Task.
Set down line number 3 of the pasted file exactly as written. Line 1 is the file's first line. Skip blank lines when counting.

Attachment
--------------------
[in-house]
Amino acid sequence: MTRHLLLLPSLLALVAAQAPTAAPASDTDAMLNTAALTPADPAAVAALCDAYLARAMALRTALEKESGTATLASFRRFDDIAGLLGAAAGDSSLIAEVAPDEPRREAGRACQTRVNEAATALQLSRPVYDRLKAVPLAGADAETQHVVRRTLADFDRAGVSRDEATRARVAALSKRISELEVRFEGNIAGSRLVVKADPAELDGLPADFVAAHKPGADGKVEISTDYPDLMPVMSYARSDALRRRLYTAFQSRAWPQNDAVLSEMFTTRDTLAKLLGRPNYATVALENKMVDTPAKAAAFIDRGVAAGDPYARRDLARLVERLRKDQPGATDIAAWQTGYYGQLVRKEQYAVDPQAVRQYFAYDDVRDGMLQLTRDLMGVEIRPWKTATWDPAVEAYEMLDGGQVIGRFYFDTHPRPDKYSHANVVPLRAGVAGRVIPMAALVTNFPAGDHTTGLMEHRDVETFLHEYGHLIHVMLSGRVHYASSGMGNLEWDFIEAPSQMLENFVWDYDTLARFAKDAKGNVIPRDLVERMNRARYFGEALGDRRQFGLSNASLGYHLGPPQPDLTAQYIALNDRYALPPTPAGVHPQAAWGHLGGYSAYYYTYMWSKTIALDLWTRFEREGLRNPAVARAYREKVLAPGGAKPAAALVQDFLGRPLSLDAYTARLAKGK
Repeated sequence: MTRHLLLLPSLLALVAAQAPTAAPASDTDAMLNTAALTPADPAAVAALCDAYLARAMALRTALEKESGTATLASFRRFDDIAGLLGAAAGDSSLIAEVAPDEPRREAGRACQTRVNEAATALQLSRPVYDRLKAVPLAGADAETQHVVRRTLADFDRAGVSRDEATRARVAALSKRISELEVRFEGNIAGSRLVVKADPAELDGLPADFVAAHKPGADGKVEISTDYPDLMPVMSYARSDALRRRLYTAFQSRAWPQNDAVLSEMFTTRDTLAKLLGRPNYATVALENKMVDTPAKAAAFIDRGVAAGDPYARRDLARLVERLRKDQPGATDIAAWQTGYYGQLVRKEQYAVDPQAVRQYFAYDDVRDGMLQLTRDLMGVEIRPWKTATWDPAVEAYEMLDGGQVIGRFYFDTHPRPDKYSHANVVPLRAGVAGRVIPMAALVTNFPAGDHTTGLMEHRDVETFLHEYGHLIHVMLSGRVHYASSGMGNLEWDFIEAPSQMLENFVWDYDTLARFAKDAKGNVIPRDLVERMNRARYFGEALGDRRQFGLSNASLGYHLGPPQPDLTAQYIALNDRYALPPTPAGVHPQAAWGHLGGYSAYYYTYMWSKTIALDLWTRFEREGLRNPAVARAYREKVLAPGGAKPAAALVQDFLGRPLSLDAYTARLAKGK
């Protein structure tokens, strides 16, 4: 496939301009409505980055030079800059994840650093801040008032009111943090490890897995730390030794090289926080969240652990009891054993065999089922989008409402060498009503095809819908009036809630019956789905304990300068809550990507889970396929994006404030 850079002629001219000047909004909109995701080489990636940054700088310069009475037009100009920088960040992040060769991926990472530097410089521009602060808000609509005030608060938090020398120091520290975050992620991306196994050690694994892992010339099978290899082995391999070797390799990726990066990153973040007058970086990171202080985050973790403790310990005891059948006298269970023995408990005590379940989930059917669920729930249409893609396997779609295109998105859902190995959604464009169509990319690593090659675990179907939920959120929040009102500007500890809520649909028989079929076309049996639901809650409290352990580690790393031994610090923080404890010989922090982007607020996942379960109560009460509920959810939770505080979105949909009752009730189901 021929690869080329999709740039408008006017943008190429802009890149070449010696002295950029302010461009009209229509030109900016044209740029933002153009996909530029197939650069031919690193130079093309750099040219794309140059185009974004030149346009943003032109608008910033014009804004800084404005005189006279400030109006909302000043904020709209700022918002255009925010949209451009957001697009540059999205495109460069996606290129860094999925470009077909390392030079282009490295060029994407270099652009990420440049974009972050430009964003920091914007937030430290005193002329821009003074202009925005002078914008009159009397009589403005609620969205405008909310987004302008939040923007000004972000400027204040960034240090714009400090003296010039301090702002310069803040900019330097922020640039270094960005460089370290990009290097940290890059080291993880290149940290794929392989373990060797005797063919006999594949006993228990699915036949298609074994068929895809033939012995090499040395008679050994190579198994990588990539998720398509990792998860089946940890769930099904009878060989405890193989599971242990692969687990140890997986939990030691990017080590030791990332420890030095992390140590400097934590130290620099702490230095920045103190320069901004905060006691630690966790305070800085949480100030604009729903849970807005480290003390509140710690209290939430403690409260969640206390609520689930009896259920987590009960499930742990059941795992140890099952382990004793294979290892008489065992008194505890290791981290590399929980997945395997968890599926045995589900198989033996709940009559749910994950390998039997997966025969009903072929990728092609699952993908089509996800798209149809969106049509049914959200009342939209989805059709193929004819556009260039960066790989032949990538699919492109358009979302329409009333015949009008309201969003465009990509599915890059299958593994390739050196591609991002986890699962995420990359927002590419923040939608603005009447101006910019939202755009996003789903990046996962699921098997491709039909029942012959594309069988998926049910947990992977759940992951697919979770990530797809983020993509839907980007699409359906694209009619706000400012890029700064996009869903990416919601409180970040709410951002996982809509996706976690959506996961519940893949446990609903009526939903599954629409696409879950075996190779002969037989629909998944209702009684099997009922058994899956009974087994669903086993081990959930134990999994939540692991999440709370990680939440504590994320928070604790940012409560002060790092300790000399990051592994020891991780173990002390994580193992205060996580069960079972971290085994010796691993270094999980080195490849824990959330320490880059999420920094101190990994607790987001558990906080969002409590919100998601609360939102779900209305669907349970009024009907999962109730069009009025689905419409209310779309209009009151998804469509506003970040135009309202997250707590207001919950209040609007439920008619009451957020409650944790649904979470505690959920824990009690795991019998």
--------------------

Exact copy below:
Repeated sequence: MTRHLLLLPSLLALVAAQAPTAAPASDTDAMLNTAALTPADPAAVAALCDAYLARAMALRTALEKESGTATLASFRRFDDIAGLLGAAAGDSSLIAEVAPDEPRREAGRACQTRVNEAATALQLSRPVYDRLKAVPLAGADAETQHVVRRTLADFDRAGVSRDEATRARVAALSKRISELEVRFEGNIAGSRLVVKADPAELDGLPADFVAAHKPGADGKVEISTDYPDLMPVMSYARSDALRRRLYTAFQSRAWPQNDAVLSEMFTTRDTLAKLLGRPNYATVALENKMVDTPAKAAAFIDRGVAAGDPYARRDLARLVERLRKDQPGATDIAAWQTGYYGQLVRKEQYAVDPQAVRQYFAYDDVRDGMLQLTRDLMGVEIRPWKTATWDPAVEAYEMLDGGQVIGRFYFDTHPRPDKYSHANVVPLRAGVAGRVIPMAALVTNFPAGDHTTGLMEHRDVETFLHEYGHLIHVMLSGRVHYASSGMGNLEWDFIEAPSQMLENFVWDYDTLARFAKDAKGNVIPRDLVERMNRARYFGEALGDRRQFGLSNASLGYHLGPPQPDLTAQYIALNDRYALPPTPAGVHPQAAWGHLGGYSAYYYTYMWSKTIALDLWTRFEREGLRNPAVARAYREKVLAPGGAKPAAALVQDFLGRPLSLDAYTARLAKGK